I use the term language evolution to describe any of the following: 1) changes in the structural system of a language or dialect and in the pragmatic principles determining the felicity of its speakersí utterances; 2) the diversification of a language or dialect into different varieties; and 3) increase or decrease in the vitality of a language or dialect, including, in the latter case, experiences of endangerment or death. Aspects of language evolution apply to creole and non-creole languages alike. Contact plays a role in all such cases, provided one takes seriously the fact that idiolects are real and differ from one another even in the same dialect or household. (For a relatively more explicit discussion, click here for The Feature Pool Idea.)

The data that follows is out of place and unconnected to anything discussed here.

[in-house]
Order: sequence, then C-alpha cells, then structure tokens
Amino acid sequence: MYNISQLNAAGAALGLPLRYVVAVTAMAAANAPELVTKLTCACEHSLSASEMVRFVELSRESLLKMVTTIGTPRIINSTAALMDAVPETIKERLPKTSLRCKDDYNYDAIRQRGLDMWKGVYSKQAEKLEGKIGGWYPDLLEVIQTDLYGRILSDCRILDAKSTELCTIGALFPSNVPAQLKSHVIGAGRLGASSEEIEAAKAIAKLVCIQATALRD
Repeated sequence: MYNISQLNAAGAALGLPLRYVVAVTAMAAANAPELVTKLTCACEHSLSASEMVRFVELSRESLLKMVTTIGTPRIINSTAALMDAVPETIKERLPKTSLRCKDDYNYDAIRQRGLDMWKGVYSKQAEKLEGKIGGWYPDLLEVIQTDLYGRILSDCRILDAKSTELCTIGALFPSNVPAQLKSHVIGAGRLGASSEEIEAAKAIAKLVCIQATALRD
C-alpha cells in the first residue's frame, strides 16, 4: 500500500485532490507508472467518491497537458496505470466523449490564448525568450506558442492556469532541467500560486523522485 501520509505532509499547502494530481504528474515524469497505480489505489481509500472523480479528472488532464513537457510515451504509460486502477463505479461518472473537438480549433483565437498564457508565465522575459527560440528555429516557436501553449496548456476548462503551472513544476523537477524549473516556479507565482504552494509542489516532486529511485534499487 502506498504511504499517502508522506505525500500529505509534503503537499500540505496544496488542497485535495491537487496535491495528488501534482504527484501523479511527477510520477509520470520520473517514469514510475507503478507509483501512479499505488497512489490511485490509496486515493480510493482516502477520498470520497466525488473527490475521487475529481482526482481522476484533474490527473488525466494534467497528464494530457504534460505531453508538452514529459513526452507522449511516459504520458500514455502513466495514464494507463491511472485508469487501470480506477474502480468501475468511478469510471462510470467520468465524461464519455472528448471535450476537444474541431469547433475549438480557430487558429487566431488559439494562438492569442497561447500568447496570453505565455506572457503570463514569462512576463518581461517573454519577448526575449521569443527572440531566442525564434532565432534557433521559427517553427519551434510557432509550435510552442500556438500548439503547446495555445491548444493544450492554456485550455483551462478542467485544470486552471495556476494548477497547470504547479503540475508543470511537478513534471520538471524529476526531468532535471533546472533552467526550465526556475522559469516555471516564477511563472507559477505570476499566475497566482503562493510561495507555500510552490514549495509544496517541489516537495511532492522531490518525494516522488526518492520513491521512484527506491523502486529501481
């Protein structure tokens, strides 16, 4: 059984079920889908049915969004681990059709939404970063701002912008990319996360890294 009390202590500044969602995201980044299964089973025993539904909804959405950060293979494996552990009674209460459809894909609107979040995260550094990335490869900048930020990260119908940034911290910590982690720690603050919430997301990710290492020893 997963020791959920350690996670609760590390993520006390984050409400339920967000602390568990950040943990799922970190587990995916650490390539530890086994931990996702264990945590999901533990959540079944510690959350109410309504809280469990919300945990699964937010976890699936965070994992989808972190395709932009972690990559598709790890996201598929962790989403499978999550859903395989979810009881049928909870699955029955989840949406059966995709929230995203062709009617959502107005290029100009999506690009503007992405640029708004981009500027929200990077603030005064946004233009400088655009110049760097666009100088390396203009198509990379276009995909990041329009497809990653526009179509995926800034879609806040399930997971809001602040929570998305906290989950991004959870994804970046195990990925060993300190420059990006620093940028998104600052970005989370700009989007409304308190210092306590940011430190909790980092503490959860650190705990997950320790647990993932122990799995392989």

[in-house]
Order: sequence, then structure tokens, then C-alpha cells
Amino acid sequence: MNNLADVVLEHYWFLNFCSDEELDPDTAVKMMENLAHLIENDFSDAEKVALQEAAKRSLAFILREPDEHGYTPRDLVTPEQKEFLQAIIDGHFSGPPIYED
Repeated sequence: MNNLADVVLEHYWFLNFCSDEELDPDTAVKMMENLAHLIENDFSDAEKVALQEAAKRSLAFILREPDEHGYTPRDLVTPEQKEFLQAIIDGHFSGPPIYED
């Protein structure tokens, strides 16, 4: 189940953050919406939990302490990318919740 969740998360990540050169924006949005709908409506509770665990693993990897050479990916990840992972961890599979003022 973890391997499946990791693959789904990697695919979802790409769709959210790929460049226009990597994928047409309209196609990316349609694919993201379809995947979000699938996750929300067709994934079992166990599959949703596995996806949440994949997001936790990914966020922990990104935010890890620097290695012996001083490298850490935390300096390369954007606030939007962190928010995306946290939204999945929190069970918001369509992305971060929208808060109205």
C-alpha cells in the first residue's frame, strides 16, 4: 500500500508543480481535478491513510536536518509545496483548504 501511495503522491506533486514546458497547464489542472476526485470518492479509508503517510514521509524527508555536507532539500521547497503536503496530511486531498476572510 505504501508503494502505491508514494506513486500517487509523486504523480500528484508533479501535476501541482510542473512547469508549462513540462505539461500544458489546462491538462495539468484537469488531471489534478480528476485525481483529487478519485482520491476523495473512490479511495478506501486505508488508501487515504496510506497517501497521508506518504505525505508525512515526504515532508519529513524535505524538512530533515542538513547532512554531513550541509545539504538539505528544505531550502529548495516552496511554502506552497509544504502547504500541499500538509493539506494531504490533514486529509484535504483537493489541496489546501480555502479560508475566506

A lot of changes happen simply through the efforts of speakers to accommodate each other. Many others occur through speaker-based innovations that spread within speech communities, and the spread itself occurs through the mutual accommodations of speakers. Assuming that languages are species, the real contacts that matter even in the case of the development of creoles are those occurring among the idiolects of individuals who interact with each other. One must really understand the dynamics of population behavior to understand how changes occur in a language or dialect as a communal phenomenon extrapolated from the coexistence of idiolects. For me, creoles are among the latest instantiations of language speciation under the specific ecological conditions of the European colonization of the rest of the world. These speciations are indeed reminiscent of the diversification of Vulgar Latin into Romance languages, of the evolution of English under different contact conditions, and of the speciation of Indo-European and Bantu languages (among a host of all conceivable language families and subfamilies). All these conditions involve some form of colonization and I invoke variation in colonization style to account for variation in kinds of population contacts, which produced different kinds of language restructuring. Aside from traditional cases of structural change and of the emergence of new varieties, I take "language evolution" to also subsume cases of language endangerment and loss, as explained in my book The Ecology of Language Evolution (2001, especially Chs. 6 & 7).